Nothing against Cork whatsoever, but that’s simply a consequence of them not being good enough in recent seasons.

No county should benefit purely because of who they are or, more accurately, where they are.

If the new Championship format does come to pass, it probably makes sense to go with Tipperary’s motion that Division Three and Four status should relate to how teams perform in the same calendar year as the Championship.

To be clear – if you are relegated into Division Three or Four at the end of the 2020 League then you should be regarded as a Division Three or Four team for the 2020 All-Ireland Championship.

You shouldn’t be allowed to hold on to Division Two status even though you weren’t good enough to stay in it.

Conversely, if you earn promotion from Division Three then you shouldn’t still have to carry that lower label, but should be seen as a Division Two team heading into that summer’s Championship.

Consider Derry’s path to next year’s Ulster SFC Final. First they have to beat Armagh, then they would have to overcome either Donegal (the Ulster champions of the past two seasons) or Tyrone (All-Ireland semi-finalists in the past three campaigns) – both of those are Division One teams next year too.

It’s more likely that the Oak Leafs, under the new management of the astute Rory Gallagher, could earn promotion up to Division Two – and such a feat should bring some extra reward.

Basically, the 16 teams that are sent into round one of the qualifiers should be listed in order of League finish – and the top eight should have some advantage.

Perhaps that should be home advantage (rather than the ridiculous current rule of rewarding teams for failure in the league by granting them a home venue if they are paired with a side from a higher division).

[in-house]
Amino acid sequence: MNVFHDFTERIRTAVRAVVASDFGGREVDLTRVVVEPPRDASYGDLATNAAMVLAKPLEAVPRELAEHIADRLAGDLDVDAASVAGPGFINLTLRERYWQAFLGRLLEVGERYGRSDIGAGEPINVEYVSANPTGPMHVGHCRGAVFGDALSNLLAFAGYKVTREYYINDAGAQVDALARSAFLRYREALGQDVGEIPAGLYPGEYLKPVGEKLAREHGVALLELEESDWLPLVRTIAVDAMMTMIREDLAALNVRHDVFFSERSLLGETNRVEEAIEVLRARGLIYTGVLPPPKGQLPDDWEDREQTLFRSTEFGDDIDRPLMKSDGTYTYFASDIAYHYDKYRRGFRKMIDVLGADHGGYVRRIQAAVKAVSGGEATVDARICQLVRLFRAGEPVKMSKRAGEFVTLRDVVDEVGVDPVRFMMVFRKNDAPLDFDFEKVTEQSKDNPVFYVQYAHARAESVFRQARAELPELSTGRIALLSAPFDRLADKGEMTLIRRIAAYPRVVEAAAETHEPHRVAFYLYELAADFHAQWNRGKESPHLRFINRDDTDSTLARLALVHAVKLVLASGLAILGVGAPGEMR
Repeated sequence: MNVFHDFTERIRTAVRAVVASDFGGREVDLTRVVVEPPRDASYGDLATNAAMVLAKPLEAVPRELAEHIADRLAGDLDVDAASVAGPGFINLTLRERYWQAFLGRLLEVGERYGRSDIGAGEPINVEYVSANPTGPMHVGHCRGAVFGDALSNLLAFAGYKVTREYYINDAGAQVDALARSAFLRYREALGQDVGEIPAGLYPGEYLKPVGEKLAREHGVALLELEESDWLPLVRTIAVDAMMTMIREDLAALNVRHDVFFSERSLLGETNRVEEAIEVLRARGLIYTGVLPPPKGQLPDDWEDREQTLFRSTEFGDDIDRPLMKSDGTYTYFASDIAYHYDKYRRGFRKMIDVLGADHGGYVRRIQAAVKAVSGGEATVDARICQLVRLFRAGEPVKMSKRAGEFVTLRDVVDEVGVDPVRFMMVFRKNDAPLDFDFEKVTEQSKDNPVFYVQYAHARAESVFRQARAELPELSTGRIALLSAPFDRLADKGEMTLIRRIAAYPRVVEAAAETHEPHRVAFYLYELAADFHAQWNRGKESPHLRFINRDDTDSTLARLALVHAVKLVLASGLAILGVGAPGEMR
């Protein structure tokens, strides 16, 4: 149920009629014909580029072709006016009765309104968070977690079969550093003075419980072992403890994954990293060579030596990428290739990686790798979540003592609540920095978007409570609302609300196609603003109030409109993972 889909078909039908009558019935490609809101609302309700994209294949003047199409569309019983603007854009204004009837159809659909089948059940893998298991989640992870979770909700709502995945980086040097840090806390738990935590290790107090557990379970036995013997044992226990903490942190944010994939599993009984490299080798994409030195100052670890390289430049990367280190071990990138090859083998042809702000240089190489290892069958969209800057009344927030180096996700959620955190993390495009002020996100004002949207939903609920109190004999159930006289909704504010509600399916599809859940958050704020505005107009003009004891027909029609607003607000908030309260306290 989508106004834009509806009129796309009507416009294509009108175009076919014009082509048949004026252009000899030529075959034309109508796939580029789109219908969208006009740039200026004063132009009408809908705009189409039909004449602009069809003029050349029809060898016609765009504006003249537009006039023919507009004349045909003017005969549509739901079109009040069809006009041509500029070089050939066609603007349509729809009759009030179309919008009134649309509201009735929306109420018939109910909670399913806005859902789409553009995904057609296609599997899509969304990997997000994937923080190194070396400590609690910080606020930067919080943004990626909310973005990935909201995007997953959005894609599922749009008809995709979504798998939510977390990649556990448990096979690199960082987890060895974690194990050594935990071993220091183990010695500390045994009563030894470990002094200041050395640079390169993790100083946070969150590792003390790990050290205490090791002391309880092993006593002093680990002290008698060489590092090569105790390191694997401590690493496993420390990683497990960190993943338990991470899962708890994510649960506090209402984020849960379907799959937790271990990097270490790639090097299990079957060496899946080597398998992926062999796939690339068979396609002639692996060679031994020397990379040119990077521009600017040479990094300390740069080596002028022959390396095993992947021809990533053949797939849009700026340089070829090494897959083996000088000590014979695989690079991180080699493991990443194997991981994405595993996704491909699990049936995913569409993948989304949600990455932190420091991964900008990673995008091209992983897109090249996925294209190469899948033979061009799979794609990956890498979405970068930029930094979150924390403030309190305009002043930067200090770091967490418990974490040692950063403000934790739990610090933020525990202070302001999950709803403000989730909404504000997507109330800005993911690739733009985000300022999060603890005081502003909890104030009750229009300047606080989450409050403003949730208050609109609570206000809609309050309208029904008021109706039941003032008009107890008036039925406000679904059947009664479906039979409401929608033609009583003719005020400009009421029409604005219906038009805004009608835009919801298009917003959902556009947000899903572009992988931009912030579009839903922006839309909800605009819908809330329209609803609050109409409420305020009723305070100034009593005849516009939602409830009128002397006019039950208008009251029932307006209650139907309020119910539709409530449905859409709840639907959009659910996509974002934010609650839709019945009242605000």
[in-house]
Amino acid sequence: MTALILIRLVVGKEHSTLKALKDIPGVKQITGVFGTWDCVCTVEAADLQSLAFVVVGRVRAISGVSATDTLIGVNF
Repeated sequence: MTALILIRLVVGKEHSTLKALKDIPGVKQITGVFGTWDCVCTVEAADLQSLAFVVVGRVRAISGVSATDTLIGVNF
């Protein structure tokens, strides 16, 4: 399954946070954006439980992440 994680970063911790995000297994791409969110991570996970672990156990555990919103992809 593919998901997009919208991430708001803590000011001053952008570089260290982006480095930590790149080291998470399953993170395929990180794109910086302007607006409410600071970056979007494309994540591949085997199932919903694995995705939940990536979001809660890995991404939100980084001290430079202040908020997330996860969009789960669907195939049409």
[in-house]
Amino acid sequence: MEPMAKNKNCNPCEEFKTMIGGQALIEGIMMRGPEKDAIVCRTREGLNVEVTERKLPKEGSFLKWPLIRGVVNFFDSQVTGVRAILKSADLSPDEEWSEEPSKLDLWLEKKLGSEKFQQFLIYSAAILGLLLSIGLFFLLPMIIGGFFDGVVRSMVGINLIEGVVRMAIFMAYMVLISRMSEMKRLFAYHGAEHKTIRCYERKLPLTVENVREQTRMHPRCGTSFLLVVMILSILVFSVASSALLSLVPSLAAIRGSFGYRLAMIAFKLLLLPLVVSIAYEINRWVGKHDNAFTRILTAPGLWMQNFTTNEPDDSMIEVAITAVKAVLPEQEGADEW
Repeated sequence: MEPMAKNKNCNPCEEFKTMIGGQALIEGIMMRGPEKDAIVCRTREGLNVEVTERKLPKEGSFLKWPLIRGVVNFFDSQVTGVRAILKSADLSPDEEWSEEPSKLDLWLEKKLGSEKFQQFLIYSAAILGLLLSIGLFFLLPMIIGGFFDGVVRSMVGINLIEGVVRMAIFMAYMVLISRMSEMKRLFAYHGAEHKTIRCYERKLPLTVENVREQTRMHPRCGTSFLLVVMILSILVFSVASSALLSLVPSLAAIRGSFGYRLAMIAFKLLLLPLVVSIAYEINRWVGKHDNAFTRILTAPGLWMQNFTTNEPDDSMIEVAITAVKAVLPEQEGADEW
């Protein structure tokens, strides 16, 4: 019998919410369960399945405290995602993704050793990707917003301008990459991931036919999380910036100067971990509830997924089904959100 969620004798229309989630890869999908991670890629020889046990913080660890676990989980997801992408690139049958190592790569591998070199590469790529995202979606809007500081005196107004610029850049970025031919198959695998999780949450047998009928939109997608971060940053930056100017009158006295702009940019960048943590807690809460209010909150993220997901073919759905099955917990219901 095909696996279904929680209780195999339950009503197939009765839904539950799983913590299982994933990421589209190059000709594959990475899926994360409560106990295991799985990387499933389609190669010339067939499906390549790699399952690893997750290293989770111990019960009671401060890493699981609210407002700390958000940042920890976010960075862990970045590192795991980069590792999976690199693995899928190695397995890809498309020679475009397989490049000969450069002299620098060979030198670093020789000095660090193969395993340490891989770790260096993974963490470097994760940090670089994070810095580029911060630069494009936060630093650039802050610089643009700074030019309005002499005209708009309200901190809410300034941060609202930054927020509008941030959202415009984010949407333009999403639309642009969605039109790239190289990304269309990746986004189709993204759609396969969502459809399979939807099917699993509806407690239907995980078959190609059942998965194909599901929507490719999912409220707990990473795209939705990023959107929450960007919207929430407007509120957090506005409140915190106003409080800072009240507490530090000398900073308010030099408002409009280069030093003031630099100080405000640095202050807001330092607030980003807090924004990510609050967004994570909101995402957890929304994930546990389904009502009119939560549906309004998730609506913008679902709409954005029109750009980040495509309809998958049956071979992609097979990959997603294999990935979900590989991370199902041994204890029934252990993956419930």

Maybe the eight lower-placed teams should have to play off against each other in order to progress in the qualifiers.

That may smack of ‘Tier Two’, but the major difference would be that they’re still involved directly in the real All-Ireland competition, rather than some lesser event, one which will undoubtedly attract less interest from spectators, sponsors, and television viewers.

There’s a strong case that the four losing semi-finalists from Connacht and Munster should come into the qualifiers at an earlier stage than their counterparts from Leinster and Ulster.

Galway, Mayo, and Roscommon do have to play quarter-finals – but look at who they have to play: New York, Leitrim, and London.

At the very least, some sort of seeding system should apply for the All-Ireland qualifiers, based on league finishes.

Galway, Mayo, and Roscommon are all good teams, and that should be the reason for them having any advantage, rather than the mere fact that they’re from Connacht.

Tweaks to the current format could bring more fairness to the All-Ireland Football Championship without consigning up to half the counties to the sidelines.